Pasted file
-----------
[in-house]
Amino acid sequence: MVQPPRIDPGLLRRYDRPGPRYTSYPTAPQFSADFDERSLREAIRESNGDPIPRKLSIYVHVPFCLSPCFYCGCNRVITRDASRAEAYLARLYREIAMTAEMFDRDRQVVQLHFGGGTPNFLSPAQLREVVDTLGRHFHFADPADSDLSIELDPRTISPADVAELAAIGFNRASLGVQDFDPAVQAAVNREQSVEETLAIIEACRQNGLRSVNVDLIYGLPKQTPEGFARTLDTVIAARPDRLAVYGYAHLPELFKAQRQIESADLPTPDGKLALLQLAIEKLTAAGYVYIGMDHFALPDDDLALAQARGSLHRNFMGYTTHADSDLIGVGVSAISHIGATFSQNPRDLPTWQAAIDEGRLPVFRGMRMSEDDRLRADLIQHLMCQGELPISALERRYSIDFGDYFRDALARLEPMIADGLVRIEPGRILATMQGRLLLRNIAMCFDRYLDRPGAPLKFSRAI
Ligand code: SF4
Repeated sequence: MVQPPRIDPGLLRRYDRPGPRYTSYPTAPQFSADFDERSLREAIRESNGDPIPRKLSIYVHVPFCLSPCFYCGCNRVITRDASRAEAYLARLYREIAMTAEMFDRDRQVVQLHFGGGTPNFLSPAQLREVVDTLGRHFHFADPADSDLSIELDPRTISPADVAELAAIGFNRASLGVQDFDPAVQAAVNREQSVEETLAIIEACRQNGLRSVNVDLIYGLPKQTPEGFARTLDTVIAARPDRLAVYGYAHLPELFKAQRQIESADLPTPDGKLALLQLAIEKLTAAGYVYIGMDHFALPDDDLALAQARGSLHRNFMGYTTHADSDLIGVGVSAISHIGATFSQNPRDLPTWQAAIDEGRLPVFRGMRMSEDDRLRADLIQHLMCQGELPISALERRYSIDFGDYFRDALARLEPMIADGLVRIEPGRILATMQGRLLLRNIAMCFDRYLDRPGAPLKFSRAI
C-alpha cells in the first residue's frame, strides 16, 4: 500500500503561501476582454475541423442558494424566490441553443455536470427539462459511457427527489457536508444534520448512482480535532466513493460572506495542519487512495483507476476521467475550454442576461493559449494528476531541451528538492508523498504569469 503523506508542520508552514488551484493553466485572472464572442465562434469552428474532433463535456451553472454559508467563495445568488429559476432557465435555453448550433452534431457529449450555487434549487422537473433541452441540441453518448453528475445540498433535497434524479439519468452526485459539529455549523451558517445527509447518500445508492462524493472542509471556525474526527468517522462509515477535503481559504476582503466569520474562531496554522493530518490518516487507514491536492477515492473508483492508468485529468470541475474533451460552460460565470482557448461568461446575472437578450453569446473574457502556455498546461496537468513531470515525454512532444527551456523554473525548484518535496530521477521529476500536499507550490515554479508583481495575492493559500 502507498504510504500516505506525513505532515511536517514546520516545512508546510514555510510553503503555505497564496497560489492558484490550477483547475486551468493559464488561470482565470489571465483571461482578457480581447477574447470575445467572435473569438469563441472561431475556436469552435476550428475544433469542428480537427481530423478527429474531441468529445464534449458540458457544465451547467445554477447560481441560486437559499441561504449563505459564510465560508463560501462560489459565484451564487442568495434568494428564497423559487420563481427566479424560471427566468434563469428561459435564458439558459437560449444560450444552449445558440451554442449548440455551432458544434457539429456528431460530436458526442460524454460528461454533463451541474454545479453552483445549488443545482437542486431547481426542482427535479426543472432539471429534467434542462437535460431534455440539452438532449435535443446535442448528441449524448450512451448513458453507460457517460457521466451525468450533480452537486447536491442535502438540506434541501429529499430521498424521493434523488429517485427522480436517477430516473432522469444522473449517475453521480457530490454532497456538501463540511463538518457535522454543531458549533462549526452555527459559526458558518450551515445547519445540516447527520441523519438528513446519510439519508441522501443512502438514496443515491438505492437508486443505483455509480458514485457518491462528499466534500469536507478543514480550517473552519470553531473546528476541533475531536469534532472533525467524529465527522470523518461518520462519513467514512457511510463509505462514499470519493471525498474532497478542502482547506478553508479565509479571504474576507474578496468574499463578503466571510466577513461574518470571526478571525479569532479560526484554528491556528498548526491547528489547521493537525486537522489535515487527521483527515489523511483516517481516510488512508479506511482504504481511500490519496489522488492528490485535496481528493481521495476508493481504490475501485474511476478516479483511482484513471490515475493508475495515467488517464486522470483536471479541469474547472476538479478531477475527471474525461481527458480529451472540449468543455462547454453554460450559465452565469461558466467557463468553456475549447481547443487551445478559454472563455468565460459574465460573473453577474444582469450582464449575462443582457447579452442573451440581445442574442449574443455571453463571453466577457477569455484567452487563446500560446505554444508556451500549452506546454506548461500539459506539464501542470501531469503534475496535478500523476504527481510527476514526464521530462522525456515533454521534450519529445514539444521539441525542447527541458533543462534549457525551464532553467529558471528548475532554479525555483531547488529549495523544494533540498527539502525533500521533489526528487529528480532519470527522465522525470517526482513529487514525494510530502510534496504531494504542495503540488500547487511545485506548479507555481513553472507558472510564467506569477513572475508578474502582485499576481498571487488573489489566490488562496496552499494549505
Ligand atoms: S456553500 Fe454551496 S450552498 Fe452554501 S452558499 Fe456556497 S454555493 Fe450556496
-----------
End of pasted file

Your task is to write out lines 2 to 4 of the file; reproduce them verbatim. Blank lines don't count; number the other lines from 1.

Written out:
Amino acid sequence: MVQPPRIDPGLLRRYDRPGPRYTSYPTAPQFSADFDERSLREAIRESNGDPIPRKLSIYVHVPFCLSPCFYCGCNRVITRDASRAEAYLARLYREIAMTAEMFDRDRQVVQLHFGGGTPNFLSPAQLREVVDTLGRHFHFADPADSDLSIELDPRTISPADVAELAAIGFNRASLGVQDFDPAVQAAVNREQSVEETLAIIEACRQNGLRSVNVDLIYGLPKQTPEGFARTLDTVIAARPDRLAVYGYAHLPELFKAQRQIESADLPTPDGKLALLQLAIEKLTAAGYVYIGMDHFALPDDDLALAQARGSLHRNFMGYTTHADSDLIGVGVSAISHIGATFSQNPRDLPTWQAAIDEGRLPVFRGMRMSEDDRLRADLIQHLMCQGELPISALERRYSIDFGDYFRDALARLEPMIADGLVRIEPGRILATMQGRLLLRNIAMCFDRYLDRPGAPLKFSRAI
Ligand code: SF4
Repeated sequence: MVQPPRIDPGLLRRYDRPGPRYTSYPTAPQFSADFDERSLREAIRESNGDPIPRKLSIYVHVPFCLSPCFYCGCNRVITRDASRAEAYLARLYREIAMTAEMFDRDRQVVQLHFGGGTPNFLSPAQLREVVDTLGRHFHFADPADSDLSIELDPRTISPADVAELAAIGFNRASLGVQDFDPAVQAAVNREQSVEETLAIIEACRQNGLRSVNVDLIYGLPKQTPEGFARTLDTVIAARPDRLAVYGYAHLPELFKAQRQIESADLPTPDGKLALLQLAIEKLTAAGYVYIGMDHFALPDDDLALAQARGSLHRNFMGYTTHADSDLIGVGVSAISHIGATFSQNPRDLPTWQAAIDEGRLPVFRGMRMSEDDRLRADLIQHLMCQGELPISALERRYSIDFGDYFRDALARLEPMIADGLVRIEPGRILATMQGRLLLRNIAMCFDRYLDRPGAPLKFSRAI